Christ and Time: The Primitive Christian Conception of Time and History, 3rd edition. Oscar Cullman. Translated from German by Floyd V. Filson. SCM Press Ltd., 1962.

            This book, by Oscar Cullman, who is also the author of the book The Christology of the New Testament, and a plethora of other books concerning New Testament Interpretation and Theology, seeks to outline how, according to Cullman, the early church interpreted history and time. Seeking to stay as far away from any philosophical influences Cullman wishes to explain what the proper Christian understanding of History is according to scripture. In a sense this book is a contribution to the philosophy of history, but, Cullman does not wish it to be seen this way, rather, he wishes to show how history should be interpreted, in light of the truth of Christianity. This review will begin by explaining the purpose of this book, followed by an outline of the way in which the author accomplishes his purpose. Finally we will speculate concerning the relative utility and worth of this book today.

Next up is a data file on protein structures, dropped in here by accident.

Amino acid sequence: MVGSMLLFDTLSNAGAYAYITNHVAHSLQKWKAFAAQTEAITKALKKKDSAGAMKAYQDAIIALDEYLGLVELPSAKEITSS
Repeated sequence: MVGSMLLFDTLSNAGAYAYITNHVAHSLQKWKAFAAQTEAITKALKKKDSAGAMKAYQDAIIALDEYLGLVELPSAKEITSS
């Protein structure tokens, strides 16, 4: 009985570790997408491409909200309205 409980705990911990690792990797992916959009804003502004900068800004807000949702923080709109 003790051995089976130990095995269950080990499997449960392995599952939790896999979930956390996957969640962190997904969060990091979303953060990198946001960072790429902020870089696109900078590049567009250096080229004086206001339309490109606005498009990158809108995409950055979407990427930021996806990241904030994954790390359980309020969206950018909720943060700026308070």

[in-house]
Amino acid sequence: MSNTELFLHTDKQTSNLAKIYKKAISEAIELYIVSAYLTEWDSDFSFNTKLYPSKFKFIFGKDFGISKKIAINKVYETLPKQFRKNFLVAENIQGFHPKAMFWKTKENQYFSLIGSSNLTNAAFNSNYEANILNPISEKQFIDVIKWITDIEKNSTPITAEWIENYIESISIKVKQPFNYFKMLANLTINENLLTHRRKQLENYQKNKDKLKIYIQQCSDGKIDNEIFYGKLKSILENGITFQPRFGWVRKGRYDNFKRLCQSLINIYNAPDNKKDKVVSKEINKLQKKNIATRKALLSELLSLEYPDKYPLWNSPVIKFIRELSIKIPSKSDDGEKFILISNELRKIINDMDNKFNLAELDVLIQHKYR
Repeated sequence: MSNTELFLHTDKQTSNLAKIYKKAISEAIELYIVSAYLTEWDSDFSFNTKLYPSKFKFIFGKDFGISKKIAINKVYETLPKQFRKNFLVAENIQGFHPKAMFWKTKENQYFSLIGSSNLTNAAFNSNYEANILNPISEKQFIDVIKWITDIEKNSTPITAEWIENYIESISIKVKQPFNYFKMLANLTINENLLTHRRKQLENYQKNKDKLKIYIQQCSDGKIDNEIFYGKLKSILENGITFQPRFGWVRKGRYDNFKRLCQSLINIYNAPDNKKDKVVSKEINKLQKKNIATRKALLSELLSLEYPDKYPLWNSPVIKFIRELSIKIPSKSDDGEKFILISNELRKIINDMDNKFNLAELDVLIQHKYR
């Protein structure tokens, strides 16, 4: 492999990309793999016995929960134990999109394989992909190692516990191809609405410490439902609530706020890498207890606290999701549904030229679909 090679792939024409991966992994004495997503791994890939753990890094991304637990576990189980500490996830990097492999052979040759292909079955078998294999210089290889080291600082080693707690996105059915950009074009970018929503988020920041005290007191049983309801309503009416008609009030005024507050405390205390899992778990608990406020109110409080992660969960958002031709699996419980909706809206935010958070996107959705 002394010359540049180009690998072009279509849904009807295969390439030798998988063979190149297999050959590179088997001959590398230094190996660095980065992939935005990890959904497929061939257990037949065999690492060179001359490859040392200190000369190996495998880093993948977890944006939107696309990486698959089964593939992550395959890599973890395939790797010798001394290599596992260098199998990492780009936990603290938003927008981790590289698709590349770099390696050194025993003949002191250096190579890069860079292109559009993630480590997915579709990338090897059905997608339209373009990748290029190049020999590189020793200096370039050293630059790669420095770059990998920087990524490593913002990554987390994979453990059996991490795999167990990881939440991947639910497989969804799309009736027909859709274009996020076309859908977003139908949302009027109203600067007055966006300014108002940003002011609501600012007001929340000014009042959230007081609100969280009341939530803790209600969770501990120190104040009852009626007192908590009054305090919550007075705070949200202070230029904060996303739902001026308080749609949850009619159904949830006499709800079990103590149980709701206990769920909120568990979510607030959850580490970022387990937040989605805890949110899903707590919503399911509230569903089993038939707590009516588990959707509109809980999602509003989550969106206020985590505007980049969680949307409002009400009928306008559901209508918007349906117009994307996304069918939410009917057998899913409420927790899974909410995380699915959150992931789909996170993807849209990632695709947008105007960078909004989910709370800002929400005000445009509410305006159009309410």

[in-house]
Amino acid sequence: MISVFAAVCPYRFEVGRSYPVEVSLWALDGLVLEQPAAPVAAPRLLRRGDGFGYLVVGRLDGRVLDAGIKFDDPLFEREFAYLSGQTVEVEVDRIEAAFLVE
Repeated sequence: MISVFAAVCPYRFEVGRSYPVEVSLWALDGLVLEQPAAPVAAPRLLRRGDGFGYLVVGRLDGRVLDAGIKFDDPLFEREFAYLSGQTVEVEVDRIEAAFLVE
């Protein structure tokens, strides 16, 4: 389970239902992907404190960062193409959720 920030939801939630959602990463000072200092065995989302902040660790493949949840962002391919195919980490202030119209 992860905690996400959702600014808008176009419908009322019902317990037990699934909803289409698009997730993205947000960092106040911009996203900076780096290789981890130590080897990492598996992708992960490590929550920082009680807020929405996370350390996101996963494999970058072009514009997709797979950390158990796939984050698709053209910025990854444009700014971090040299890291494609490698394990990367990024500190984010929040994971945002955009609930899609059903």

According to Cullman, the purpose of this book is to show that, “In the first place, salvation is bound to a continuous time process which embraces past, present, and future. Revelation and salvation take place along the course of an ascending time line.”[1] He also seeks to show that “it is characteristic of this estimate of time as the scene of redemptive history that all points of this redemptive line are related to the one historical fact at the mid-point, a fact which precisely in its unrepeatable character, which marks all historical events, is decisive for salvation. This fact is the death and resurrection of Jesus Christ. Here we intend to show how the different individual sections of the whole line are constantly determined from this mid-point, but yet have their own significance in time.”[2] Cullman will argue that the Christian view of time, which may be described as linear, is properly described as “redemptive” in the following sense: all history from the beginning of time leads up to the apex of history (the incarnation, death and resurrection of Christ), and all history continues on from that Apex towards the end. As such, though time may be described truthfully as linear, it is linear in a special redemptive sense, because every point on the timeline of history finds its importance in how it relates to the redemptive act of Christ on the cross. Cullman says, “An event of the past, the death and resurrection of Christ, is regarded as the decisive mid-point of the entire line of revelation, and in this way the connection of the future with what has previously happened is no longer left vague and undefined; rather now for the first time, on the basis of the fixed orientation to that mid-point in time, the line can be clearly drawn from the beginning on, in its unbroken continuity.”[3]